By Dean Close, Editor

Every year, almost, someone makes a Christmas movie, looking to give us a new way to see one of civilization’s oldest holidays.

This year, that movie is “The Star.”

“The Star,” an Affirm Films/Sony animate project, tells the familiar story of how the angel came to Mary to announce the news that she would become the mother of Jesus, and then follows Mary and Joseph to Bethlehem, where the familiar Nativity characters gather to celebrate the birth of Christ. A large part of this story, played out mostly by the animals, is how that the evil Herod attempted to kill the child, whom the Wise Men had described as a new King.

What makes this film unique is that it tells the story from the perspective of a variety of animals, who observe what happens and try to become involved.

The producers acknowledge that they have taken some cinematic license with the story, but tried to keep the movie full of the spirit of the original Christmas.

In my view, they succeeded.

The movie, which includes the voices of many well-known actors, singers and celebrities, from Oprah to Ving Rhames, and Krristin Chenoweth to Kris Kristofferson, includes many beautiful Christmas carols and songs, including the modern favorite, “Mary, Did You Know?” (which was written, ironically, by Christian comedian Mark Lowry).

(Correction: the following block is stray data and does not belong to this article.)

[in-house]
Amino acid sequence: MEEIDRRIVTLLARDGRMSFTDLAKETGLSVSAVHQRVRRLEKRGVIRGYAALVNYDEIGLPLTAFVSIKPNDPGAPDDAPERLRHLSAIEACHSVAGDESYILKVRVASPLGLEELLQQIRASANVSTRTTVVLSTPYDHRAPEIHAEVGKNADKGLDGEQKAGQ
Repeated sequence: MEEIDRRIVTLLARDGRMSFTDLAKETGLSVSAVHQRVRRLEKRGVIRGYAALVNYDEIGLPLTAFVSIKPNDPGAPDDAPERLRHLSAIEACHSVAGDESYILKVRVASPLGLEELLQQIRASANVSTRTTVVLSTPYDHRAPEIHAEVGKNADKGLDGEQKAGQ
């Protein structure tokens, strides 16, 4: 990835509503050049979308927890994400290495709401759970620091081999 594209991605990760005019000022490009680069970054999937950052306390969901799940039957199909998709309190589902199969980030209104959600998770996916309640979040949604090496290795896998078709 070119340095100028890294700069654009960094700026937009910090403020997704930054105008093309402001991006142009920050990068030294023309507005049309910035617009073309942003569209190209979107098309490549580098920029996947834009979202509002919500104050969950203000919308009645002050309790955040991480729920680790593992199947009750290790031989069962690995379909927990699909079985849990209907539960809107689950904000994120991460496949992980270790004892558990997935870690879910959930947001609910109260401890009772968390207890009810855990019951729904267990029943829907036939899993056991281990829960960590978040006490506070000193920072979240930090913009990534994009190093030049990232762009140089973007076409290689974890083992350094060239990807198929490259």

Affirm Films is what modern media calls a “faith-based” company, working with major studios to create movies with strong messages based on Biblical themes. “War Room” and “Courageous” are among the titles offered on its web site.

“The Star” continues this trend; the names of the characters as well as the story line indicate that the writers are very familiar with the Bible, as well as the Christmas story. The main players in this animation are Ruth and Bo (Boaz); in the Old Testament, Ruth and Boaz are the great-grandparents of King David; Christmas takes place in The City of David (Bethlehem), where the Israeli King was crowned.

I think everyone should see “The Star.” It’s a unique and yet familiar telling of the Christmas story, and carefully navigates one of the hardest parts of the Nativity: The pursuit of the child by the wicked King. Despite dealing with this theme, the movie is appropriate for young children; the producers add enough humor and music to put this part of Christmas into terms a child can relate to.

The message the animals hear in “The Star” is the same that humans have heard for years: I can be different because of what happened at the stable.

And at this time of year, the Palace is a great place to hear that message again.